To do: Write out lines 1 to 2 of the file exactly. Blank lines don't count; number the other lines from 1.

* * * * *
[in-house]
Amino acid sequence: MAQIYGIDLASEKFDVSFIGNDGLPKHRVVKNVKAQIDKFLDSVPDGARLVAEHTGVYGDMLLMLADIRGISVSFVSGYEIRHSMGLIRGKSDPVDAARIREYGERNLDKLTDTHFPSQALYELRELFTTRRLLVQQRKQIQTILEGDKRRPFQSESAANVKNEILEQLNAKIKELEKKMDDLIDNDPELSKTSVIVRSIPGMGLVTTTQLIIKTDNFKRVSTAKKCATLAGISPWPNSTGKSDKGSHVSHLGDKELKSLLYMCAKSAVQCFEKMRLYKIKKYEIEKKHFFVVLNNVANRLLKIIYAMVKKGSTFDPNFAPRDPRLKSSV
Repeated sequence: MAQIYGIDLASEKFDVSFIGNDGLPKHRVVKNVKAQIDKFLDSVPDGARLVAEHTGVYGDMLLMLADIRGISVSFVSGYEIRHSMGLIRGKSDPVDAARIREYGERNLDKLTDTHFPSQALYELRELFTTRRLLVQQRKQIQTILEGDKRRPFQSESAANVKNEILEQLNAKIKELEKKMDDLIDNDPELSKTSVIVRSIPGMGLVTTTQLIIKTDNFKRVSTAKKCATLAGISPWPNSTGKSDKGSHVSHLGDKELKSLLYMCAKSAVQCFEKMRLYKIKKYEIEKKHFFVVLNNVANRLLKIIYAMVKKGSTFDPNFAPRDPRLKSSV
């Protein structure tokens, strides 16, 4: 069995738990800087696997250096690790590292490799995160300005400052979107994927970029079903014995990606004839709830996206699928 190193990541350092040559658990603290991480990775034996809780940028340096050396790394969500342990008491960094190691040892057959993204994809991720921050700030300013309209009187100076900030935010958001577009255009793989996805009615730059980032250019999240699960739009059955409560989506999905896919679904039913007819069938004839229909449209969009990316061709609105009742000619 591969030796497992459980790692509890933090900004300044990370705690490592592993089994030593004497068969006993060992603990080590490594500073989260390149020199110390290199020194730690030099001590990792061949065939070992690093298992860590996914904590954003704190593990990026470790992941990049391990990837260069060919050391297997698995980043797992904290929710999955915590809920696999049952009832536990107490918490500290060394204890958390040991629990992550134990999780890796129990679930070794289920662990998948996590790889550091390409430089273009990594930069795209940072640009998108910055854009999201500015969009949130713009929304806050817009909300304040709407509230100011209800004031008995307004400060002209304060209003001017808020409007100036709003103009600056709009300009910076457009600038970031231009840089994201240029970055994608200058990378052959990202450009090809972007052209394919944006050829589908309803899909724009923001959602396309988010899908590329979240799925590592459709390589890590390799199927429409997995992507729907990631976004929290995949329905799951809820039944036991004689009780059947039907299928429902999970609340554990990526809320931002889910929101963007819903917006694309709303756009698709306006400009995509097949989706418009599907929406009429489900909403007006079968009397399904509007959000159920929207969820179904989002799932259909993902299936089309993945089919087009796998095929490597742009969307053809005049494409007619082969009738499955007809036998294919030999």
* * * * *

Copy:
[in-house]
Amino acid sequence: MAQIYGIDLASEKFDVSFIGNDGLPKHRVVKNVKAQIDKFLDSVPDGARLVAEHTGVYGDMLLMLADIRGISVSFVSGYEIRHSMGLIRGKSDPVDAARIREYGERNLDKLTDTHFPSQALYELRELFTTRRLLVQQRKQIQTILEGDKRRPFQSESAANVKNEILEQLNAKIKELEKKMDDLIDNDPELSKTSVIVRSIPGMGLVTTTQLIIKTDNFKRVSTAKKCATLAGISPWPNSTGKSDKGSHVSHLGDKELKSLLYMCAKSAVQCFEKMRLYKIKKYEIEKKHFFVVLNNVANRLLKIIYAMVKKGSTFDPNFAPRDPRLKSSV